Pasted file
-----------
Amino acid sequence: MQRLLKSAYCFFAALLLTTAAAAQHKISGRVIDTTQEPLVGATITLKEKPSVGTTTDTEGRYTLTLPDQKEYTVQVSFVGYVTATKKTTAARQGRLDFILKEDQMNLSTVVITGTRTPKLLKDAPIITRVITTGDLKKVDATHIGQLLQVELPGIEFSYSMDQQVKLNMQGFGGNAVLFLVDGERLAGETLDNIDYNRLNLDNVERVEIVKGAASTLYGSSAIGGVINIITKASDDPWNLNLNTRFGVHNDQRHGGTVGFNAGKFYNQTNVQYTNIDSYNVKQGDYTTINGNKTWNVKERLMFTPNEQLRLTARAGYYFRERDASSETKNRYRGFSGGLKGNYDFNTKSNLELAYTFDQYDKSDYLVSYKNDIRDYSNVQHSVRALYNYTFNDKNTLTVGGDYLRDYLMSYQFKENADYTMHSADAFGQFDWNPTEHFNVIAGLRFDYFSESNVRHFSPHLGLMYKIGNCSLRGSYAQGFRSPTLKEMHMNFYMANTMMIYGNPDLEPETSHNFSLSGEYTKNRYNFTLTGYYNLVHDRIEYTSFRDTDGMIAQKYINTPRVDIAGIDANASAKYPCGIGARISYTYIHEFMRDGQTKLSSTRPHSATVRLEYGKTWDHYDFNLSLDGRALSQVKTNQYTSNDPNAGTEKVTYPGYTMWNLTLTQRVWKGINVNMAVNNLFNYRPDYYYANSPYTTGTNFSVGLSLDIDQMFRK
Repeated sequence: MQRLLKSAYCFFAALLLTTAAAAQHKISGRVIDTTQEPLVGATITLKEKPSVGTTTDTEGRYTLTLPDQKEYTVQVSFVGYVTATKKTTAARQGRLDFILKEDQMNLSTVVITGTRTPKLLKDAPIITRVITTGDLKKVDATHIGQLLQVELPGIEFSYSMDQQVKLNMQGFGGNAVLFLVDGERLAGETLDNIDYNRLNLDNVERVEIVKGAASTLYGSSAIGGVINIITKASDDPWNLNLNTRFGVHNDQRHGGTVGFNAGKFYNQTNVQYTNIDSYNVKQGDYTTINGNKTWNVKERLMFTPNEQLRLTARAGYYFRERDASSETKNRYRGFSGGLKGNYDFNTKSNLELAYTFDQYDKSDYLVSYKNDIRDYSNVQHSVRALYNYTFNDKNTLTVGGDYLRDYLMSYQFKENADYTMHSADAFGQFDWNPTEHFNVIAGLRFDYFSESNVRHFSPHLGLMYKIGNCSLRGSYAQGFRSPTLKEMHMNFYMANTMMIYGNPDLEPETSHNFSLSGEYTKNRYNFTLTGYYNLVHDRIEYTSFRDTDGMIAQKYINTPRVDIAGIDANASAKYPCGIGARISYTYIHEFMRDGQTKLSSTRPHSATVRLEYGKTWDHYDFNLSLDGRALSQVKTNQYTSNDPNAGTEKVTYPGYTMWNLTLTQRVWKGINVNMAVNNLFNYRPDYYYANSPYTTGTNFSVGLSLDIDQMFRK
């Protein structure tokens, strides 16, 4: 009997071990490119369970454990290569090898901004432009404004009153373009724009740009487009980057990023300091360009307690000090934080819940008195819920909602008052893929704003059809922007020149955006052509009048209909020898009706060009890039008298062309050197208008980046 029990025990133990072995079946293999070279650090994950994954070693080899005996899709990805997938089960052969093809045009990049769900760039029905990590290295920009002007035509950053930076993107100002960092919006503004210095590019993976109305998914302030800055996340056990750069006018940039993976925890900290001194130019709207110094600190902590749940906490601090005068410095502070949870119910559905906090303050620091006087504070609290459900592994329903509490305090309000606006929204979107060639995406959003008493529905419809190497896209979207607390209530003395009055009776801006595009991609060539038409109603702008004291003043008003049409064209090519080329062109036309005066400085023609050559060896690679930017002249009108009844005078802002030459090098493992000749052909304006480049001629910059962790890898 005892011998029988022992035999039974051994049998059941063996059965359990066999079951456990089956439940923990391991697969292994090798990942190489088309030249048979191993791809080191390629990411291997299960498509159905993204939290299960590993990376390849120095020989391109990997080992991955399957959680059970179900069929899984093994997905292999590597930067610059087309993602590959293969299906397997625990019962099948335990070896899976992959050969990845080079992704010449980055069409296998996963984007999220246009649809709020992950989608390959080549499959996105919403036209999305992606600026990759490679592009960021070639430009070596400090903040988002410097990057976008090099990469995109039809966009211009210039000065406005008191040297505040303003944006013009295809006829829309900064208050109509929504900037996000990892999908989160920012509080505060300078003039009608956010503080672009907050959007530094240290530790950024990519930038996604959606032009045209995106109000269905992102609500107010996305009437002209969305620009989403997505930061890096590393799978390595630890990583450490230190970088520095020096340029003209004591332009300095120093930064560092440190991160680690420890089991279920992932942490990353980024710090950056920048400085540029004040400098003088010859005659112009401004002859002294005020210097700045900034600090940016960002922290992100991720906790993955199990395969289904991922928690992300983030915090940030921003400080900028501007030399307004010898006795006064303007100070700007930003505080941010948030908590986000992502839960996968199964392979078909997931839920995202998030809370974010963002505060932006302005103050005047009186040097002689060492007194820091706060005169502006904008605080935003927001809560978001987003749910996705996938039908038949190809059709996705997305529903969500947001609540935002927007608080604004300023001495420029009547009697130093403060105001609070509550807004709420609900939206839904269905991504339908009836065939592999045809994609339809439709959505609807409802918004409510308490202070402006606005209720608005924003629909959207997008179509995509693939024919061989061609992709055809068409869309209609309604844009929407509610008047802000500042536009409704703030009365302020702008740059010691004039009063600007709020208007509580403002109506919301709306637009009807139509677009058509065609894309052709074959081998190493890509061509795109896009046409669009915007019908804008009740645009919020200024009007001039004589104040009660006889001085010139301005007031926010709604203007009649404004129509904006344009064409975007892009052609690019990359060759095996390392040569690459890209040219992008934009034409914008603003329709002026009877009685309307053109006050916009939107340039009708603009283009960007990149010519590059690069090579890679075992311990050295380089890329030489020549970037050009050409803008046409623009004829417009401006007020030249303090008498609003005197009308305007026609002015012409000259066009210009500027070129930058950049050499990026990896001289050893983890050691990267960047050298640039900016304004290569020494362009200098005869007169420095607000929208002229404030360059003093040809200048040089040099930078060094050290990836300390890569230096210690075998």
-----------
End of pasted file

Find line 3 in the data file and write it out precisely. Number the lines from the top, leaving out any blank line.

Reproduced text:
């Protein structure tokens, strides 16, 4: 009997071990490119369970454990290569090898901004432009404004009153373009724009740009487009980057990023300091360009307690000090934080819940008195819920909602008052893929704003059809922007020149955006052509009048209909020898009706060009890039008298062309050197208008980046 029990025990133990072995079946293999070279650090994950994954070693080899005996899709990805997938089960052969093809045009990049769900760039029905990590290295920009002007035509950053930076993107100002960092919006503004210095590019993976109305998914302030800055996340056990750069006018940039993976925890900290001194130019709207110094600190902590749940906490601090005068410095502070949870119910559905906090303050620091006087504070609290459900592994329903509490305090309000606006929204979107060639995406959003008493529905419809190497896209979207607390209530003395009055009776801006595009991609060539038409109603702008004291003043008003049409064209090519080329062109036309005066400085023609050559060896690679930017002249009108009844005078802002030459090098493992000749052909304006480049001629910059962790890898 005892011998029988022992035999039974051994049998059941063996059965359990066999079951456990089956439940923990391991697969292994090798990942190489088309030249048979191993791809080191390629990411291997299960498509159905993204939290299960590993990376390849120095020989391109990997080992991955399957959680059970179900069929899984093994997905292999590597930067610059087309993602590959293969299906397997625990019962099948335990070896899976992959050969990845080079992704010449980055069409296998996963984007999220246009649809709020992950989608390959080549499959996105919403036209999305992606600026990759490679592009960021070639430009070596400090903040988002410097990057976008090099990469995109039809966009211009210039000065406005008191040297505040303003944006013009295809006829829309900064208050109509929504900037996000990892999908989160920012509080505060300078003039009608956010503080672009907050959007530094240290530790950024990519930038996604959606032009045209995106109000269905992102609500107010996305009437002209969305620009989403997505930061890096590393799978390595630890990583450490230190970088520095020096340029003209004591332009300095120093930064560092440190991160680690420890089991279920992932942490990353980024710090950056920048400085540029004040400098003088010859005659112009401004002859002294005020210097700045900034600090940016960002922290992100991720906790993955199990395969289904991922928690992300983030915090940030921003400080900028501007030399307004010898006795006064303007100070700007930003505080941010948030908590986000992502839960996968199964392979078909997931839920995202998030809370974010963002505060932006302005103050005047009186040097002689060492007194820091706060005169502006904008605080935003927001809560978001987003749910996705996938039908038949190809059709996705997305529903969500947001609540935002927007608080604004300023001495420029009547009697130093403060105001609070509550807004709420609900939206839904269905991504339908009836065939592999045809994609339809439709959505609807409802918004409510308490202070402006606005209720608005924003629909959207997008179509995509693939024919061989061609992709055809068409869309209609309604844009929407509610008047802000500042536009409704703030009365302020702008740059010691004039009063600007709020208007509580403002109506919301709306637009009807139509677009058509065609894309052709074959081998190493890509061509795109896009046409669009915007019908804008009740645009919020200024009007001039004589104040009660006889001085010139301005007031926010709604203007009649404004129509904006344009064409975007892009052609690019990359060759095996390392040569690459890209040219992008934009034409914008603003329709002026009877009685309307053109006050916009939107340039009708603009283009960007990149010519590059690069090579890679075992311990050295380089890329030489020549970037050009050409803008046409623009004829417009401006007020030249303090008498609003005197009308305007026609002015012409000259066009210009500027070129930058950049050499990026990896001289050893983890050691990267960047050298640039900016304004290569020494362009200098005869007169420095607000929208002229404030360059003093040809200048040089040099930078060094050290990836300390890569230096210690075998």